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Full-Text Articles in Law and Race

Intersectionality And The Constitution Of Family Status, Serena Mayeri Jan 2017

Intersectionality And The Constitution Of Family Status, Serena Mayeri

Faculty Scholarship at Penn Law

Marital supremacy—the legal privileging of marriage—is, and always has been, deeply intertwined with inequalities of race, class, gender, and region. Many if not most of the plaintiffs who challenged legal discrimination based on family status in the 1960s and 1970s were impoverished women, men, and children of color who made constitutional equality claims. Yet the constitutional law of the family is largely silent about the status-based impact of laws that prefer marriage and disadvantage non-marital families. While some lower courts engaged with race-, sex-, and wealth-based discrimination arguments in family status cases, the Supreme Court largely avoided recognizing ...


Recovering Forgotten Struggles Over The Constitutional Meaning Of Equality, Helen Norton Jan 2016

Recovering Forgotten Struggles Over The Constitutional Meaning Of Equality, Helen Norton

Articles

No abstract provided.


The Fight For Equal Protection: Reconstruction-Redemption Redux, Kermit Roosevelt Iii, Patricia Stottlemyer Jan 2016

The Fight For Equal Protection: Reconstruction-Redemption Redux, Kermit Roosevelt Iii, Patricia Stottlemyer

Faculty Scholarship at Penn Law

With Justice Scalia gone, and Justices Ginsburg and Kennedy in their late seventies, there is the possibility of significant movement on the Supreme Court in the next several years. A two-justice shift could upend almost any area of constitutional law, but the possible movement in race-based equal protection jurisprudence provides a particularly revealing window into the larger trends at work. In the battle over equal protection, two strongly opposed visions of the Constitution contend against each other, and a change in the Court’s composition may determine the outcome of that struggle. In this essay, we set out the current ...


Stepping Through Grutter's Open Doors: What The University Of Michigan Affirmative Action Cases Mean For Race-Conscious Government Decisionmaking, Helen Norton Jan 2005

Stepping Through Grutter's Open Doors: What The University Of Michigan Affirmative Action Cases Mean For Race-Conscious Government Decisionmaking, Helen Norton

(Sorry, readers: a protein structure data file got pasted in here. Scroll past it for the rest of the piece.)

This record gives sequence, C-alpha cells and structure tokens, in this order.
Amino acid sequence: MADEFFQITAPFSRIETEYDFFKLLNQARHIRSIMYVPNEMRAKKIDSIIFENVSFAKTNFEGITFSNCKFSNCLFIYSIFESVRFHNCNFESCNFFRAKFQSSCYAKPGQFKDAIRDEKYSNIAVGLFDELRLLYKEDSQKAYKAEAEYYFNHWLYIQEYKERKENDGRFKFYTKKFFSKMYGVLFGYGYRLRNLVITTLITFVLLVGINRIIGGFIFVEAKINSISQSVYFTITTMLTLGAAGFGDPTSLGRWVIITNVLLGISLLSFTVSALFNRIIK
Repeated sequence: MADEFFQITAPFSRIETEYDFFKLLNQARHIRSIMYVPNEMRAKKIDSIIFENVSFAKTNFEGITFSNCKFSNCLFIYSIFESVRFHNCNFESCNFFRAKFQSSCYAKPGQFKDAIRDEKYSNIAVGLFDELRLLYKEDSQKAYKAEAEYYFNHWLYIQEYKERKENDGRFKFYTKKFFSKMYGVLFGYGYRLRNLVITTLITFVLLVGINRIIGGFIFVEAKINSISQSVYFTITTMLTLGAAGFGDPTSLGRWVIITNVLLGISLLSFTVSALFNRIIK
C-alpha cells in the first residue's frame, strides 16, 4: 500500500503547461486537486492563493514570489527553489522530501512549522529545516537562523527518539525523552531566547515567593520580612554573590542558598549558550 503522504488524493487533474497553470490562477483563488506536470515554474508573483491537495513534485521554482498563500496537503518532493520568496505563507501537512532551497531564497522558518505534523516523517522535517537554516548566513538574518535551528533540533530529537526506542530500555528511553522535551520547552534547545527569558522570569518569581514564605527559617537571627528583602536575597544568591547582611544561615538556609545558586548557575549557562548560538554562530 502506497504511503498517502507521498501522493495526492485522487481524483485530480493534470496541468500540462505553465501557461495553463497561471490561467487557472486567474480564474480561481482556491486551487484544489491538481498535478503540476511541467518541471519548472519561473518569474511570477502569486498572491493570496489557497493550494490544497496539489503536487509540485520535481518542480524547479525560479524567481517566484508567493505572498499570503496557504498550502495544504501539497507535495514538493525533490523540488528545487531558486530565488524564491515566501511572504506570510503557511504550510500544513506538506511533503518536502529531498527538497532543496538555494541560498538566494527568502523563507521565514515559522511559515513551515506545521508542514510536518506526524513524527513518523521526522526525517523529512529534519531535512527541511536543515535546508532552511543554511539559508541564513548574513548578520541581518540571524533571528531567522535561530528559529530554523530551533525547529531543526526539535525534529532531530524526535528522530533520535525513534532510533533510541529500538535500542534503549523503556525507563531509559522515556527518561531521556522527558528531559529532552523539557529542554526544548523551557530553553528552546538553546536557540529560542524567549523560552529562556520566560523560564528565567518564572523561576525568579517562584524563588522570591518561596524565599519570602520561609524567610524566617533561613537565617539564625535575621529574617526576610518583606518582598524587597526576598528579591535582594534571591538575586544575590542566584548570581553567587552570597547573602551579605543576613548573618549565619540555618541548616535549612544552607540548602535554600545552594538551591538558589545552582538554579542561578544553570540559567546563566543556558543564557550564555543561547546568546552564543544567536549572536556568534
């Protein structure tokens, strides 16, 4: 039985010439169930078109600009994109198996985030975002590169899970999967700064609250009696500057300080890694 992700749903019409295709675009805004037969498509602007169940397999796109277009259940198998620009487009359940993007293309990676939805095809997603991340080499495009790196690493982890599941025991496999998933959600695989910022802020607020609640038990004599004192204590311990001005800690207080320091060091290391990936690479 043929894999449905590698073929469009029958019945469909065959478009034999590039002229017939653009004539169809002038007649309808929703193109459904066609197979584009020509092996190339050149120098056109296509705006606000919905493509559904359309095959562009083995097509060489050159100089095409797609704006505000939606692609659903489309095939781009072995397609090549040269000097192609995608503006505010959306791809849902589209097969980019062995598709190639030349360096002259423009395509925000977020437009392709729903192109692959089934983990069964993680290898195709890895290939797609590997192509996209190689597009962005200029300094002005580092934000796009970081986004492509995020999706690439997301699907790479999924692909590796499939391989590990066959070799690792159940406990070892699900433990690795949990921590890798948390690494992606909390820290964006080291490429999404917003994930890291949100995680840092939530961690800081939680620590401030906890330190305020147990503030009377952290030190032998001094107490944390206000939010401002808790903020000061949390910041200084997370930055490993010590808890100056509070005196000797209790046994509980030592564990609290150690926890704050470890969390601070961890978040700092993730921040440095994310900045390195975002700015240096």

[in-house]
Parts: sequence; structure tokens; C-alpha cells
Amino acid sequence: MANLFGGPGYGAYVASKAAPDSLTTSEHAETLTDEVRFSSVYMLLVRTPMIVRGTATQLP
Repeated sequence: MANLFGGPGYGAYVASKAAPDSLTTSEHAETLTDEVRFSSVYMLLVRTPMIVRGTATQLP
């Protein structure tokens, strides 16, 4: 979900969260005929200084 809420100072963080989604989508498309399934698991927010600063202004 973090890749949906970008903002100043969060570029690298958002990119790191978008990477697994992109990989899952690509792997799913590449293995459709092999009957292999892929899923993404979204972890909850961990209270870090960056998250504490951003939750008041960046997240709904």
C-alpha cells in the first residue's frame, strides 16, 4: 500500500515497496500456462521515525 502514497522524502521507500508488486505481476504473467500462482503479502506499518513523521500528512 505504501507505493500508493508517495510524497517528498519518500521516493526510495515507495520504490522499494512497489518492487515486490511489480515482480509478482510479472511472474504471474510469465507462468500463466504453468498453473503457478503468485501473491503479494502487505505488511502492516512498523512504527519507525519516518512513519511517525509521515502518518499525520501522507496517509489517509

Articles

In Grutter, a majority of the Court for the first time identified an instrumental justification for race-based government decisionmaking as compelling - specifically, a public law school's interest in attaining a diverse student body. Grutter not only recognized the value of diversity in higher education, but left open the possibility that the Court might find similar justifications compelling as well.

The switch to instrumental justifications for affirmative action appears a strategic response to the Court's narrowing of the availability of remedial rationales. A number of thoughtful commentators, however, have reacted to this trend with concern and even dismay, questioning ...


Diversity And The Practice Of Interest Assessment, Robert F. Nagel Jan 2004

Diversity And The Practice Of Interest Assessment, Robert F. Nagel

Articles

No abstract provided.


Brief Of Lone Wolf, Principal Chief Of The Kiowas, To The Supreme Court Of The American Indian Nations, S. James Anaya Jan 1997

Brief Of Lone Wolf, Principal Chief Of The Kiowas, To The Supreme Court Of The American Indian Nations, S. James Anaya

Articles

No abstract provided.


Affirmative Action As A Women's Issue, Helen Norton Jan 1995

Affirmative Action As A Women's Issue, Helen Norton

Articles

No abstract provided.


Of Laws And Men: An Essay On Justice Marshall's View Of Criminal Procedure, Daniel C. Richman, Bruce A. Green Jan 1994

Of Laws And Men: An Essay On Justice Marshall's View Of Criminal Procedure, Daniel C. Richman, Bruce A. Green

Faculty Scholarship

As a general rule, criminal defendants whose cases made it to the Supreme Court between 1967 and 1991 must have thought that, as long as Justice Thurgood Marshall occupied one of the nine seats, they had one vote for sure. And Justice Marshall rarely disappointed them – certainly not in cases of any broad constitutional significance. From his votes and opinions, particularly his dissents, many were quick to conclude that the Justice was another of those "bleeding heart liberals," hostile to the mission of law enforcement officers and ready to overlook the gravity of the crimes of which the defendants before ...


Shaw V. Reno: On The Borderline, Emily Calhoun Jan 1993

Shaw V. Reno: On The Borderline, Emily Calhoun

Articles

No abstract provided.


The Thirteenth And Fourteenth Amendments: Constitutional Authority For Federal Legislation Against Private Sex Discrimination, Emily Calhoun Jan 1977

The Thirteenth And Fourteenth Amendments: Constitutional Authority For Federal Legislation Against Private Sex Discrimination, Emily Calhoun

Articles

No abstract provided.